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WASHINGTON (AP) — Despite blunt warnings about costs and consequences, President Barack Obama and European leaders have limited options for retaliating against Russia’s military intervention in Ukraine, the former Soviet republic now at the center of an emerging conflict between East and West.

Russian President Vladimir Putin has so far dismissed the few specific threats from the United States, which include scrapping plans for Obama to attend an international summit in Russia this summer and cutting off trade talks sought by Moscow. Because Ukraine does not have full-member status in NATO, the U.S. and Europe have no obligation to come to its defense. And broader international action through the United Nations seems all but impossible, given Russia’s veto power as a member of the Security Council.

“There have been strong words from the U.S. and other counties and NATO,” said Keir Giles, a Russian military analyst at the Chatham House think tank in London. “But these are empty threats. There is really not a great deal that can be done to influence the situation.”

As if to underscore that point, Putin on Saturday requested and was granted permission to use Russia’s military not just in the pro-Russian region of Crimea, but also throughout Ukraine. Putin’s request came one day after Obama warned that any violation of Ukraine’s “sovereignty and territorial integrity would be deeply destabilizing.”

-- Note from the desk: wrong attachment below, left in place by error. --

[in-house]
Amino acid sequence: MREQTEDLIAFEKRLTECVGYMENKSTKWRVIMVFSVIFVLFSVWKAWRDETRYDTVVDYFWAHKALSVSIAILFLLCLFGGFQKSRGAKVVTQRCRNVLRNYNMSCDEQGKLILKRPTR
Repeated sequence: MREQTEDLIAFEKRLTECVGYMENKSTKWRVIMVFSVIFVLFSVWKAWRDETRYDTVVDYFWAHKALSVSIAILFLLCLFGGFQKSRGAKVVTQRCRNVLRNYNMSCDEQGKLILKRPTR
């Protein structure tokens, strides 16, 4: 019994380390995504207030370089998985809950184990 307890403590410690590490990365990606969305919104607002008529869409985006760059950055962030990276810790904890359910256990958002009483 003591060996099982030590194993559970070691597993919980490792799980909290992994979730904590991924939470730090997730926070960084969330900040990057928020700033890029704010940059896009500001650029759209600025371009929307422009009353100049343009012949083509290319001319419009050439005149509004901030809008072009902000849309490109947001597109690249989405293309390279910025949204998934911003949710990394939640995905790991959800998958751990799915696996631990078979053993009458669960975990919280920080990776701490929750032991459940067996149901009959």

Saturday’s developments follow three months of political upheaval in Ukraine following President Viktor Yanukovych’s rejection of a partnership agreement with the European Union in favor of historical ties with Moscow. Yanukovych fled Kiev, Ukraine’s capital, last week and now is in Russia.

Putin’s moves are sure to deepen tensions in his already troubled relationship with Obama, who has struggled to find a formula for getting the Russian leader to change his calculus on a myriad of issues.

American efforts to punish Russia on Ukraine and other matters have been complicated by the White House’s need for Russian cooperation on stopping Syria’s civil war, negotiating a nuclear accord with Iran, and transporting American troops and equipment out of Afghanistan through Russian supply routes.

“We face a difficult choice of punishing Russia by effectively punishing ourselves,” said Andrew Kuchins, the director of the Russia program at the Washington-based Center for Strategic and International Studies.

Obama has tried to use his travel plans to Russia as a bargaining chip before, in the hopes that Putin might bend under the threat of a diplomatic embarrassment. Last summer, the White House dangled the prospect of canceling a bilateral summit between Obama and Putin as it pressed Russia to return National Security Agency leaker Edward Snowden to the United States.

When Russia instead granted Snowden temporary asylum, Obama canceled his one-on-one meeting with Putin. Obama did attend an international meeting in St. Petersburg.

U.S. officials say they are in discussions now with European officials about Obama and other leaders possibly skipping the Group of Eight economic summit scheduled for June in Sochi, the site of the just-concluded Winter Olympics. Obama’s top advisers gathered at the White House Saturday